Analysis: Giving Green Paper

Sophie Hudson looks at the main themes in the consultation document and asks experts and commentators if the government is on the right lines

Giving Green Paper
Giving Green Paper

The introduction to the Giving Green Paper asserts that one of its main aims is to "increase levels of giving and mutual support in our society and catalyse a culture shift that makes social action a social norm".

A constant theme in the paper is the need for a shift that would bring a culture of giving to the UK that is more familiar in the US, where giving is more expected, more visible and more celebrated.

"In the UK, we've transferred too much power and responsibility to the government - we need to reverse that," says Nick Hurd, the Minister for Civil Society. "We're not talking about something that is going to happen overnight.

"We're not an ungenerous country, but our starting point is setting out evidence that, when you drill down into the data, there's a lot of potential to give more."

According to Hurd, if we can create an environment in which giving is more normal and visible, people will be influenced by that.

But how is such a shift achieved? The green paper cites behavioural science as proof that increasing the visibility of giving will encourage more people to follow suit.

"By making what people actually give more visible to others, and doing so in engaging and creative ways, we can create a peer effect that leads to giving spreading and growing," it says.

Sally Hibbert, associate professor in marketing at the Nottingham University Business School, agrees that extensive social influences on people are well established.

"In a number of spheres, behavioural economists have proved that if you tell participants in an experiment others are doing x, y or z, it reliably influences what the individuals themselves choose to do," she says.

Hibbert adds, however, that it is difficult to create a new social norm. "You can't flick a switch and do that," she says. "It's a good aspiration, but it's ambitious and will depend on the level of resources put into it."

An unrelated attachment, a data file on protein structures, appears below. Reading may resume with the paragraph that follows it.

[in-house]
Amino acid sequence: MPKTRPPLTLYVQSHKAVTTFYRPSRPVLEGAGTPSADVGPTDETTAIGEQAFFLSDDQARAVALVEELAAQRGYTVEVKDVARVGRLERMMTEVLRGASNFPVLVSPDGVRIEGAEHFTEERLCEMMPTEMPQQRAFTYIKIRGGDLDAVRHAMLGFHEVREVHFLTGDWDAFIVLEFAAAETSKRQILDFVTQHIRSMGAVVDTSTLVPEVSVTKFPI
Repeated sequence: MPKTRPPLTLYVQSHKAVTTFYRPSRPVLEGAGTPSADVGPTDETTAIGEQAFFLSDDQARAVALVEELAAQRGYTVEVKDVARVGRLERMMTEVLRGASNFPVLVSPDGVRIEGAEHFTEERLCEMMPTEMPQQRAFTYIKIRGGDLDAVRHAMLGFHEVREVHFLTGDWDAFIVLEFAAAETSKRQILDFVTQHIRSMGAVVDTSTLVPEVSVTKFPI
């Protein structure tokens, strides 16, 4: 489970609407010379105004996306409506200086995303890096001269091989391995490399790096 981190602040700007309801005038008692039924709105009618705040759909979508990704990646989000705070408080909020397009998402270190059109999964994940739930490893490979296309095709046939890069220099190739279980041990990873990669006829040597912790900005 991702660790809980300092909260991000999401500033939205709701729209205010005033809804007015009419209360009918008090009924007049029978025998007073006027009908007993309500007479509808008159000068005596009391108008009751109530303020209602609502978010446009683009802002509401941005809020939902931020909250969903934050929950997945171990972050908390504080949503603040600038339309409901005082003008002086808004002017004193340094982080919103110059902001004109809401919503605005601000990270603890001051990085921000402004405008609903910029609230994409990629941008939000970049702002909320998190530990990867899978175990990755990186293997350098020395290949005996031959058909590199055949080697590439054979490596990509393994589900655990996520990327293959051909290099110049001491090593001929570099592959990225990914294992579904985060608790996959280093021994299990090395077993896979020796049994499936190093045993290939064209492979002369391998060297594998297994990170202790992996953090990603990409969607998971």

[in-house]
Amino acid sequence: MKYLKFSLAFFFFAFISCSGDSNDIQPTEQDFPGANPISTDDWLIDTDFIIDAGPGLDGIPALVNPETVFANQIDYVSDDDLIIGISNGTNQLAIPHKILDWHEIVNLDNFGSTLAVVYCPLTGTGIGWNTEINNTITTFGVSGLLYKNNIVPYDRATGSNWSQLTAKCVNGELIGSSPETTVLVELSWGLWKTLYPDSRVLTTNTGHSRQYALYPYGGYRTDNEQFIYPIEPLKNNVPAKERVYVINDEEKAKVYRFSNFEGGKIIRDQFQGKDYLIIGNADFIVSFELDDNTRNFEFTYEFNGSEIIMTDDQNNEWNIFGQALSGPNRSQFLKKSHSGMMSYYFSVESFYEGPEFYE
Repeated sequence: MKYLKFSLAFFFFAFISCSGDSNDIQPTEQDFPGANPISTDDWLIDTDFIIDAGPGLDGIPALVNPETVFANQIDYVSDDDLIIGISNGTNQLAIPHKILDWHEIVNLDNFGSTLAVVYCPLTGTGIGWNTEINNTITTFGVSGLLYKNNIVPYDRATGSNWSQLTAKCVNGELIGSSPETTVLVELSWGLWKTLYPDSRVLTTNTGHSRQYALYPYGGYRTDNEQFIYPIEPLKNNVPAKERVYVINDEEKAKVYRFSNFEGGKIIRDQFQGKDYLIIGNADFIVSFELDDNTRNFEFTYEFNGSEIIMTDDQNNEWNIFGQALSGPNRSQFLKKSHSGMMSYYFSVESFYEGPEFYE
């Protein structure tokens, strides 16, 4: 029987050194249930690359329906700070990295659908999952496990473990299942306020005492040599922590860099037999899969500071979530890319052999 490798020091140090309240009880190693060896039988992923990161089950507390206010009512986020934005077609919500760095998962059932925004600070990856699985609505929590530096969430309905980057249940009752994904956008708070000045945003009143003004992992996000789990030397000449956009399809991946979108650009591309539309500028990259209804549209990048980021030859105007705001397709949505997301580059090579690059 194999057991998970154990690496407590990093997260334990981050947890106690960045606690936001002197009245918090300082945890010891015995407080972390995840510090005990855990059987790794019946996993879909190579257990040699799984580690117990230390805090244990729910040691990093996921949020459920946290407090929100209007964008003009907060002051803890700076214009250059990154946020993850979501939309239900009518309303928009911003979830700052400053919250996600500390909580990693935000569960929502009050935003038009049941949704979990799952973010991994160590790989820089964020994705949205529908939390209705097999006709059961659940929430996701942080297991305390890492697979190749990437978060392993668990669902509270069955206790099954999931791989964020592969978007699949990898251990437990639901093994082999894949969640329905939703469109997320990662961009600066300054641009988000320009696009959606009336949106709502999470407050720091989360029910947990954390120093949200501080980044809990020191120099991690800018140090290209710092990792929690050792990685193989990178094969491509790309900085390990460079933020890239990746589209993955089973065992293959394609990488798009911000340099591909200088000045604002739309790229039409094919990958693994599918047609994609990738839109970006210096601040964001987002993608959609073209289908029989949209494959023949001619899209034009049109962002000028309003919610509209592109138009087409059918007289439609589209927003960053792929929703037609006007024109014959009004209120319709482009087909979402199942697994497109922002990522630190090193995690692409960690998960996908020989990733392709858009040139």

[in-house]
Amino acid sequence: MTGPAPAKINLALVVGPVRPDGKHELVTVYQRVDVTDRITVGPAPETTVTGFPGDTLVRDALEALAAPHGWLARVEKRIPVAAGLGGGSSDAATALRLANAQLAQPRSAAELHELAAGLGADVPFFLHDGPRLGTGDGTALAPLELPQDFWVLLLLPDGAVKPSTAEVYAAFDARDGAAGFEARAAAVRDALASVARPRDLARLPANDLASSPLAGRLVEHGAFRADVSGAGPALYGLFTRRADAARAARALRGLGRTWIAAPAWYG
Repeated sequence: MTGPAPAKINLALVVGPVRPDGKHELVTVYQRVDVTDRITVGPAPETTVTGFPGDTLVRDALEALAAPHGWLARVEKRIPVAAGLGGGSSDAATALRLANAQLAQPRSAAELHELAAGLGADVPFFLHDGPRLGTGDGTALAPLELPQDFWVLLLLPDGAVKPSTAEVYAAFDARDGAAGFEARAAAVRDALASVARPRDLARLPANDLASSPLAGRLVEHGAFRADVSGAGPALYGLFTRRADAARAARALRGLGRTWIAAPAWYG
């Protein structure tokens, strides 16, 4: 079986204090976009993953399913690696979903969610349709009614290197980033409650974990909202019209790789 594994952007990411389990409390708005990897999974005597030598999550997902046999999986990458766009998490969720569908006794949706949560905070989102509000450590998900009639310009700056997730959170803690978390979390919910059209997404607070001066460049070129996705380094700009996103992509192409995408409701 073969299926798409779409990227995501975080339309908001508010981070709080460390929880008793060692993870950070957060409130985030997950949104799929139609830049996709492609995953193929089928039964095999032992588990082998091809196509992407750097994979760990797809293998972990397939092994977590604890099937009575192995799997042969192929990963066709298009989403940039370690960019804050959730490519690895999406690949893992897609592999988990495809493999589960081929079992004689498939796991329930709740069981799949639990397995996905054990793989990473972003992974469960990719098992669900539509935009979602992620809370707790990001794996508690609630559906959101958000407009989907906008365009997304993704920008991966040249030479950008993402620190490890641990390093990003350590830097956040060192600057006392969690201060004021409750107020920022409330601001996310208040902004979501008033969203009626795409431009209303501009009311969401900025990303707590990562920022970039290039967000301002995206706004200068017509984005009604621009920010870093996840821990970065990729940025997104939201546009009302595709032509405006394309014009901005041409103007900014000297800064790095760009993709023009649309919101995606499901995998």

Cathy Pharoah, director of the Centre for Charitable Giving and Philanthropy, believes that returning to a culture in which, for example, membership of churches and clubs is more common would encourage more giving. "Habits are harder to create without structures in place," she says. "Membership is something that could have been highlighted in the paper."

Maya Prabhu, head of UK philanthropy at the bank Coutts, agrees that gradually creating a more visible approach to philanthropy in the UK would encourage more people to give in the long run.

"In this country, if we see someone making a very public donation there tends to be a bit of cynicism about it," she says.

"If there's greater celebration of people coming forward, I think that will help change the culture and encourage others to come forward and do the same." But she says the choice to be visible must remain with the individual, because some people prefer to remain private in their giving.

Musa Okwonga, director for press at the Institute for Philanthropy, says that he has already started to notice this shift among UK philanthropists.

"In the past few years we've seen donors who were once very reticent about doing media work doing things like Secret Millionaire," he says. This is a Channel 4 reality television show in which millionaires go incognito into impoverished communities and agree to give away money to worthy causes under the pretence of filming a documentary.

"I think it's a great time to have this debate," Okwonga adds. "The time is ripe for it with the development over the past five years of people being more public and innovative with their giving."

Read further analysis of the Giving Green Paper:

An interview with Andrew Watt, an expert on giving cultures

The role of new technology

A guide to the main themes

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